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3.1 The Internet - a Bottleneck

3.2 Education System Architecture

Network Control Protocol

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Remembering the origin goal of an education system it is useful to take a closer look at the de nition of the term education itself. Referring to The American Heritage Dictionary 6] education is de ned as follows:

3.2.1 Complexity of Learning

Education 1. The act or process of educating or being educated. 2. The knowledge or skill obtained or developed by a learning process. 3. The eld of study that is concerned with teaching and learning
pedagogy.

Education is driven by the human process of learning. Obtaining knowledge means going through a process of learning. Independent from the subject matter of the educational act and independent from the person obtaining education, the actual learning process is, of itself, necessarily complex. Many human senses interact and collaborate. Already obtained knowledge and experiences are used to prove and verify the new cognitions. Discussions are used for information exchange, examples help to strengthen and solidify the skills. The existence of di erent learning styles complicates the set-up. We know humans who are audio centred, visual centred, people whose learning ability peaks when manually demanded and many others. Of course human learning ability depends on various additional set-ups which can hardly be managed by a computer system. Health of the person, ability to concentrate and many others more. Most of today's teaching and learning systems do not take this into account. The knowledge most often is presented in a xed manner. Alternative settings are hardly available. The bulk of the knowledge is presented as text or linked hypertext. However, neither textbooks nor on-screen texts can actually answer questions; the student is merely provided with information.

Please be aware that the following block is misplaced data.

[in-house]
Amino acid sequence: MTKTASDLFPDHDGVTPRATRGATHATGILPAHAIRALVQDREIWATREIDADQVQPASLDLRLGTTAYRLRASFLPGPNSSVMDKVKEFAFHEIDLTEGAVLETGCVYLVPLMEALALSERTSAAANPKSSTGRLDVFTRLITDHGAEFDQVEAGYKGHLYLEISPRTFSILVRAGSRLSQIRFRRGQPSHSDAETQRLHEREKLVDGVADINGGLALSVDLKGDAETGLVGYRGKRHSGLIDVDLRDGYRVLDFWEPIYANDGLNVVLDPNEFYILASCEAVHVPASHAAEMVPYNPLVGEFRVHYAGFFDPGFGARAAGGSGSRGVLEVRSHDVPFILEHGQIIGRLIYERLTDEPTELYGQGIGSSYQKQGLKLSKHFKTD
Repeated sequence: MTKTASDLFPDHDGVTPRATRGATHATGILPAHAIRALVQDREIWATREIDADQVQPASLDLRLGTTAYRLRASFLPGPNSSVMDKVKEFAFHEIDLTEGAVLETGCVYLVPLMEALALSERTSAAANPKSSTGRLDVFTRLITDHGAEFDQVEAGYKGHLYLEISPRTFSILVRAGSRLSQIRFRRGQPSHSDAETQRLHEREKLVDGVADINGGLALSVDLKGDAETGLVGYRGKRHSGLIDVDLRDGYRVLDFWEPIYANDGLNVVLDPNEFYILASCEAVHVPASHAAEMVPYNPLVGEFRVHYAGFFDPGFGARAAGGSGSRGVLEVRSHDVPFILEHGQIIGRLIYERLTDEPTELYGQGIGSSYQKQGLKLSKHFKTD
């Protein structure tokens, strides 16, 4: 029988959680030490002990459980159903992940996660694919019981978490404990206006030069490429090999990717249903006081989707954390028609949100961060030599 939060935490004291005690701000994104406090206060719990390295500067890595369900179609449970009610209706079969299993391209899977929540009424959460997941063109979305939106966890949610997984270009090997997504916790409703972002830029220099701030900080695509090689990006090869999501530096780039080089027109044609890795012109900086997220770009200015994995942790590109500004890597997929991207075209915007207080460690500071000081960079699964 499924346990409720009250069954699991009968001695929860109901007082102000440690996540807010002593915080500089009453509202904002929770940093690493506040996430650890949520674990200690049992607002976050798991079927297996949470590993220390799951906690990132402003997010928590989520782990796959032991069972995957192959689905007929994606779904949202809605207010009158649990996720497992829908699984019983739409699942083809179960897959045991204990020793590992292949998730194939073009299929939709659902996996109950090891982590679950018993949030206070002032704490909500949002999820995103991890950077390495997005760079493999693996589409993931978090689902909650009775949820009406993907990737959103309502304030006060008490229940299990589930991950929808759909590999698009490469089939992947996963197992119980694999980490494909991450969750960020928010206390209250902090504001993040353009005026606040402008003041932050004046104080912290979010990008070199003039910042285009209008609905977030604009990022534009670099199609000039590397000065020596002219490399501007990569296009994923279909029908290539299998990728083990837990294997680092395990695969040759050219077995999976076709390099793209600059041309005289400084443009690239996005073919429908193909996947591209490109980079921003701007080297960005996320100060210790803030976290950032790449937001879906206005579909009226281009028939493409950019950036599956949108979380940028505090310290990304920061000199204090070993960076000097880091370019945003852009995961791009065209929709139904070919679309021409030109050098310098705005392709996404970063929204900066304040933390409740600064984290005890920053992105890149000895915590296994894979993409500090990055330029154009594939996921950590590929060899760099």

3.2.2 Interaction